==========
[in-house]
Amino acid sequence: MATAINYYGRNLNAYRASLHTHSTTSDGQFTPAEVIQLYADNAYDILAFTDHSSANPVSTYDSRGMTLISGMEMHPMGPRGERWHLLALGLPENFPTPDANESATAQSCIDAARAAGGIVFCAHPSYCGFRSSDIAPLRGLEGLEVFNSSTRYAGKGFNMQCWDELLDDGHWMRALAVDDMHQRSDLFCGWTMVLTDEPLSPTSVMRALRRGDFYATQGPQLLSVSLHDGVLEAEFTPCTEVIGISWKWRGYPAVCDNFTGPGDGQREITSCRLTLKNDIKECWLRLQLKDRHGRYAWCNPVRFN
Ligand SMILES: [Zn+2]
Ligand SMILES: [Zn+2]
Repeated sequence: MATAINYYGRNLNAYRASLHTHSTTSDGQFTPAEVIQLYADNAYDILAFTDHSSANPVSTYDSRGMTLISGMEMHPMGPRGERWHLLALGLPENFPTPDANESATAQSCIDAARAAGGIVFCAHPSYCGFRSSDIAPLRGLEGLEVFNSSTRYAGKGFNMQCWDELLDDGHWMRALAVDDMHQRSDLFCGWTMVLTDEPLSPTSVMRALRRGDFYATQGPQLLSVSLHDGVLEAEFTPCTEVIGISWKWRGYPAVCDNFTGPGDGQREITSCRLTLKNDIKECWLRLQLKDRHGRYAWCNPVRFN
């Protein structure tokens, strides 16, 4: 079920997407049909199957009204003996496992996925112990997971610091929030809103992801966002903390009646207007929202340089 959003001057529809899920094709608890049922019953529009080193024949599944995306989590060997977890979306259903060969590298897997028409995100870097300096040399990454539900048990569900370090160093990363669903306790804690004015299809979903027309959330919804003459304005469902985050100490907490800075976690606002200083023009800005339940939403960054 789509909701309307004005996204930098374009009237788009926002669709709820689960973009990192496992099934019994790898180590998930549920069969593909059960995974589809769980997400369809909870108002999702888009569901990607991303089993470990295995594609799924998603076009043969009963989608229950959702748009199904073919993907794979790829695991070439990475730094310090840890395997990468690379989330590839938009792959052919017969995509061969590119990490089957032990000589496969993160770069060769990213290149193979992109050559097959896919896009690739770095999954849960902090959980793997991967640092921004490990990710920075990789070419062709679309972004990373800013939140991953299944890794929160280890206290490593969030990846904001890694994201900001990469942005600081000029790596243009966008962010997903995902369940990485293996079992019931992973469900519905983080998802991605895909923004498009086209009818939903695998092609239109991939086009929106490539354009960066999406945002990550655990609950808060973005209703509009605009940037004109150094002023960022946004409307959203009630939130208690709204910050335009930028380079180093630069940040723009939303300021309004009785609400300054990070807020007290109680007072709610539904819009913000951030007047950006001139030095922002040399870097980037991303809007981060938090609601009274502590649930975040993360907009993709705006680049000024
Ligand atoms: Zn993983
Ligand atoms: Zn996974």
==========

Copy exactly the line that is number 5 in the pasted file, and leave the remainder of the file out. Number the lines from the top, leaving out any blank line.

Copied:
Repeated sequence: MATAINYYGRNLNAYRASLHTHSTTSDGQFTPAEVIQLYADNAYDILAFTDHSSANPVSTYDSRGMTLISGMEMHPMGPRGERWHLLALGLPENFPTPDANESATAQSCIDAARAAGGIVFCAHPSYCGFRSSDIAPLRGLEGLEVFNSSTRYAGKGFNMQCWDELLDDGHWMRALAVDDMHQRSDLFCGWTMVLTDEPLSPTSVMRALRRGDFYATQGPQLLSVSLHDGVLEAEFTPCTEVIGISWKWRGYPAVCDNFTGPGDGQREITSCRLTLKNDIKECWLRLQLKDRHGRYAWCNPVRFN